Mary Shelley's Frankenstein: The Monster and the Myth

Essay by kimberleykittyCollege, UndergraduateA, March 2008

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Frankenstein . . . His very name conjures up images of plundered graves, secret laboratories, electrical experiments, and reviving the dead. Both maker and monster were originally conceived in the imagination of Mary W. Shelley during the summer of 1816 in Switzerland. Along with her live-in lover at the time, Percy Shelley, Dr. John Polidori and Lord Byron, who were staying in neighboring households on the shores of Lake Geneva, the eighteen-year-old Shelley decided to try her hand at writing a ghost story. Urged by Percy Shelley to develop the result into a book-length work, Frankenstein; or, The Modern Prometheus was published anonymously a year and a half later.

This captivating story of Victor Frankenstein and his monstrous creation has been greatly admired and imitated over and over again. In fact, most adaptations of the work share two common themes with the original classic: The idea that people should not judge others solely on their physical appearance and the theory that experimenting with nature through the pursuit of knowledge, can have disastrous results, and is better left to evolution.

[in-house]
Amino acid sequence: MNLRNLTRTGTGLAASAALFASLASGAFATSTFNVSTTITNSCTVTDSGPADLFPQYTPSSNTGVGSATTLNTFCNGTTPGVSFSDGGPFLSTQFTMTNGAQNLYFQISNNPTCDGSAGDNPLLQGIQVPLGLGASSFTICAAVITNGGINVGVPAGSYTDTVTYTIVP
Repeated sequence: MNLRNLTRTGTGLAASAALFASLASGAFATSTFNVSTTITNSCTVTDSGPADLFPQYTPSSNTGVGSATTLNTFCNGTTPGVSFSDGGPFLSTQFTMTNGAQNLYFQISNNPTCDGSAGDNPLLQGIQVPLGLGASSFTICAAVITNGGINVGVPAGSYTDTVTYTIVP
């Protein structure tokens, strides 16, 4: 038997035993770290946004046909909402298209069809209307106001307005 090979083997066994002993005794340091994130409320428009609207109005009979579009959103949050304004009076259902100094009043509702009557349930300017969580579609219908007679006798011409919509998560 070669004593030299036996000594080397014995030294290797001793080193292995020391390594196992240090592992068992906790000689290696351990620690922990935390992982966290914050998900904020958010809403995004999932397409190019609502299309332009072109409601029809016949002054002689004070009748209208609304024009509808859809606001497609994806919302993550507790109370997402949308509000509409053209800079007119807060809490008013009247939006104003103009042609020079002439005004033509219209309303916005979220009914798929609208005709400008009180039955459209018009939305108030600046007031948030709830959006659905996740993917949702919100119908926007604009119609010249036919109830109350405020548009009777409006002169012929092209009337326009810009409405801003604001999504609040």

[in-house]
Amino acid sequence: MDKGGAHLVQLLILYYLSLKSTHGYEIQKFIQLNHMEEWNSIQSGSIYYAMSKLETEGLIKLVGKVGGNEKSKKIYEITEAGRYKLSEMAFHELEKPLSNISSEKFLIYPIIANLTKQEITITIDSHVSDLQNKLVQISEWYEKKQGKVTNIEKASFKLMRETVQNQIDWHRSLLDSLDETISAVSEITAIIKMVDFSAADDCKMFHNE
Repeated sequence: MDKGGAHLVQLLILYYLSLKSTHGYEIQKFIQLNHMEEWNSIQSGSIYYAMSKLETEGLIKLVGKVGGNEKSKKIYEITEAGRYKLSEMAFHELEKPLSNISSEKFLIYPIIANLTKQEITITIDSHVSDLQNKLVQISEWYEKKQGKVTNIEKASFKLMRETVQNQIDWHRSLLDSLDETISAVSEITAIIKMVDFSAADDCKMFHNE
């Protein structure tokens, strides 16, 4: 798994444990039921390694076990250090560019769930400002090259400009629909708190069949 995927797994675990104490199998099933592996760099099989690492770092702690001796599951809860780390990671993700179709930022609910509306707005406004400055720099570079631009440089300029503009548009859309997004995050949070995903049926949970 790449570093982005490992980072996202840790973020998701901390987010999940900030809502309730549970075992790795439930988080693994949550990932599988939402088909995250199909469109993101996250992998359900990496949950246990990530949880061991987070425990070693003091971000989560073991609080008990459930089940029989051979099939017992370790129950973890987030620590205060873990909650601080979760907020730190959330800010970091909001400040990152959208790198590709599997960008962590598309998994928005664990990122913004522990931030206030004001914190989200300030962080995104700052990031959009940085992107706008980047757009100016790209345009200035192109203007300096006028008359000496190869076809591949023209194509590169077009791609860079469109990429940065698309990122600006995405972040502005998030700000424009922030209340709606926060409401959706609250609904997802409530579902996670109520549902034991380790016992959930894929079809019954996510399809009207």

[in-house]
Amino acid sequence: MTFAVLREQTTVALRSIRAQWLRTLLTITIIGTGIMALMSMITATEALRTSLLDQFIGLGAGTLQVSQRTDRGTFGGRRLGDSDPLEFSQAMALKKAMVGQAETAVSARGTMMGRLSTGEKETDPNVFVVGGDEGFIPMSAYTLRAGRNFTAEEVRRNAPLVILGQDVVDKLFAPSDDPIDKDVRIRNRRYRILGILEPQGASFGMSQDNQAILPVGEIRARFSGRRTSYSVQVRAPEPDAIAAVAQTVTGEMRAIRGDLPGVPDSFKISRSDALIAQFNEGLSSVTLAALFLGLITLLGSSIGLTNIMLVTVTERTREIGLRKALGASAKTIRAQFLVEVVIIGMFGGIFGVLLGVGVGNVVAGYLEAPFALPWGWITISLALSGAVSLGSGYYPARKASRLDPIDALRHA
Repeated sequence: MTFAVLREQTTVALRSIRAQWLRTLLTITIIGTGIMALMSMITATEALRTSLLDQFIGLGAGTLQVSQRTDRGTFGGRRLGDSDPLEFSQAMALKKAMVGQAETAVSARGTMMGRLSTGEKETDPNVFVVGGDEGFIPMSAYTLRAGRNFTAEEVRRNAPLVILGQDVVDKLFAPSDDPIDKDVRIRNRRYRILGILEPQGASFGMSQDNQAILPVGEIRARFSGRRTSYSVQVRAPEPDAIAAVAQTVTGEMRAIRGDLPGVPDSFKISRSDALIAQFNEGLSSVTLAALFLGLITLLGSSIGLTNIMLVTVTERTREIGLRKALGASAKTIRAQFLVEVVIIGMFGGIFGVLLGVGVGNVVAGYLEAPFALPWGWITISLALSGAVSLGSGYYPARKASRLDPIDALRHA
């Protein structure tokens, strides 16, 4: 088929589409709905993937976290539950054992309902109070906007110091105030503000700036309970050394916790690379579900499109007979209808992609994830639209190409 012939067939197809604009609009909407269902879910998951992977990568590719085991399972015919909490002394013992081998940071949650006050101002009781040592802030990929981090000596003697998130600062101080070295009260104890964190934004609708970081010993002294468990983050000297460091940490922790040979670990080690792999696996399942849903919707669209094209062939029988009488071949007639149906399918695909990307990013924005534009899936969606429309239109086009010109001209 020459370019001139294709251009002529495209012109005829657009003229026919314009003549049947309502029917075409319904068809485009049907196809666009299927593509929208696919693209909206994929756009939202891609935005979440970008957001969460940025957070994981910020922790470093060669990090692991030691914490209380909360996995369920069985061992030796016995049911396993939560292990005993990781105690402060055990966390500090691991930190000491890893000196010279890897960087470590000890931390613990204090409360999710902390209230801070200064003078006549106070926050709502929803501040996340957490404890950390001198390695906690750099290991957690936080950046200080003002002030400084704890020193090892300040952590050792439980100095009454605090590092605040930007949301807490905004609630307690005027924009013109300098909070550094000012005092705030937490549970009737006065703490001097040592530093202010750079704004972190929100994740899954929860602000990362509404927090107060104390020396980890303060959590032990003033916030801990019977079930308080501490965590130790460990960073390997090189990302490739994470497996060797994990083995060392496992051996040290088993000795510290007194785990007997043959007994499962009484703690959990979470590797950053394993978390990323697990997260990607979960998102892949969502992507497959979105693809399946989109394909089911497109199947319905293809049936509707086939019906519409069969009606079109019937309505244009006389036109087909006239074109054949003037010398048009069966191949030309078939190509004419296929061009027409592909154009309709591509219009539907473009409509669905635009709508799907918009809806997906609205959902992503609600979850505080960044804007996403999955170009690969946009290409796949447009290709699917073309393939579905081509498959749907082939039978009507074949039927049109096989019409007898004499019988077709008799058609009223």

In Shelley's novel, Frankenstein's creation was entirely innocent from the very beginning. As Asimov indicates: "Brought to life through Frankenstein's action, the Monster was cruelly abandoned entirely because of his peculiar appearance-which was not his fault" (6). Only one character in the story does not immediately interpret the creature as being evil. This would be Father De Lacey, who is blind. De Lacey is given the chance to listen to the creature without judging him, and replies: "I am blind, and cannot judge of your countenance, but there is something in your words which persuades me that you are sincere" (92). This chance of happiness for the monster is quickly dashed by his appearance, for once the old man's family sees...